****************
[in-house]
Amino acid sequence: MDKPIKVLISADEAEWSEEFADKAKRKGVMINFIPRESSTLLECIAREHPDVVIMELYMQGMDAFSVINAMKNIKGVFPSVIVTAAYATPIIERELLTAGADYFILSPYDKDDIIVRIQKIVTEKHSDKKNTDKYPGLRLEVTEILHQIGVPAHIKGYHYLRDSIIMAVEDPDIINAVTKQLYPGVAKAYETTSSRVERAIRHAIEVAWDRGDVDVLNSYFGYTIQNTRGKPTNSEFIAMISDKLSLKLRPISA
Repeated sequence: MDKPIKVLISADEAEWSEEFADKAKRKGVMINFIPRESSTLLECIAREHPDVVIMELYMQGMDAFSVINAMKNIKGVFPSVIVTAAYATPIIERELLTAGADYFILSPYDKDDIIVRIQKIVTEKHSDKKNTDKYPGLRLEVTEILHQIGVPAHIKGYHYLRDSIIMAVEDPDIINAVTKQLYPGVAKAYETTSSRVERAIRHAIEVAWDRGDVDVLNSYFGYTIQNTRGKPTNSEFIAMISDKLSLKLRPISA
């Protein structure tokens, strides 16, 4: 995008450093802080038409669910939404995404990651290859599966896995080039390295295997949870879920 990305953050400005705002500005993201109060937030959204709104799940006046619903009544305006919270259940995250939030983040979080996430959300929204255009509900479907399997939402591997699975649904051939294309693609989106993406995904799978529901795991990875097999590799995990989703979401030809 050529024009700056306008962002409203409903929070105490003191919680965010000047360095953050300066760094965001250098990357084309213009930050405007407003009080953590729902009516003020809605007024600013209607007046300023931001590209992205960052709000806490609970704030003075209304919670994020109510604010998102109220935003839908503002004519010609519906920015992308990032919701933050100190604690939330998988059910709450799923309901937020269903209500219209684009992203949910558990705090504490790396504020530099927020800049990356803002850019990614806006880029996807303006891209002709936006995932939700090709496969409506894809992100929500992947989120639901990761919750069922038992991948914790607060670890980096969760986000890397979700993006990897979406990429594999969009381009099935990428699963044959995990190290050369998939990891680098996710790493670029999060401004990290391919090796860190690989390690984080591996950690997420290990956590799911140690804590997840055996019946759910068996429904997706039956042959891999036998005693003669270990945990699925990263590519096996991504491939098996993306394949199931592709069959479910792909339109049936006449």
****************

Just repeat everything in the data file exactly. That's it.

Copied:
[in-house]
Amino acid sequence: MDKPIKVLISADEAEWSEEFADKAKRKGVMINFIPRESSTLLECIAREHPDVVIMELYMQGMDAFSVINAMKNIKGVFPSVIVTAAYATPIIERELLTAGADYFILSPYDKDDIIVRIQKIVTEKHSDKKNTDKYPGLRLEVTEILHQIGVPAHIKGYHYLRDSIIMAVEDPDIINAVTKQLYPGVAKAYETTSSRVERAIRHAIEVAWDRGDVDVLNSYFGYTIQNTRGKPTNSEFIAMISDKLSLKLRPISA
Repeated sequence: MDKPIKVLISADEAEWSEEFADKAKRKGVMINFIPRESSTLLECIAREHPDVVIMELYMQGMDAFSVINAMKNIKGVFPSVIVTAAYATPIIERELLTAGADYFILSPYDKDDIIVRIQKIVTEKHSDKKNTDKYPGLRLEVTEILHQIGVPAHIKGYHYLRDSIIMAVEDPDIINAVTKQLYPGVAKAYETTSSRVERAIRHAIEVAWDRGDVDVLNSYFGYTIQNTRGKPTNSEFIAMISDKLSLKLRPISA
């Protein structure tokens, strides 16, 4: 995008450093802080038409669910939404995404990651290859599966896995080039390295295997949870879920 990305953050400005705002500005993201109060937030959204709104799940006046619903009544305006919270259940995250939030983040979080996430959300929204255009509900479907399997939402591997699975649904051939294309693609989106993406995904799978529901795991990875097999590799995990989703979401030809 050529024009700056306008962002409203409903929070105490003191919680965010000047360095953050300066760094965001250098990357084309213009930050405007407003009080953590729902009516003020809605007024600013209607007046300023931001590209992205960052709000806490609970704030003075209304919670994020109510604010998102109220935003839908503002004519010609519906920015992308990032919701933050100190604690939330998988059910709450799923309901937020269903209500219209684009992203949910558990705090504490790396504020530099927020800049990356803002850019990614806006880029996807303006891209002709936006995932939700090709496969409506894809992100929500992947989120639901990761919750069922038992991948914790607060670890980096969760986000890397979700993006990897979406990429594999969009381009099935990428699963044959995990190290050369998939990891680098996710790493670029999060401004990290391919090796860190690989390690984080591996950690997420290990956590799911140690804590997840055996019946759910068996429904997706039956042959891999036998005693003669270990945990699925990263590519096996991504491939098996993306394949199931592709069959479910792909339109049936006449």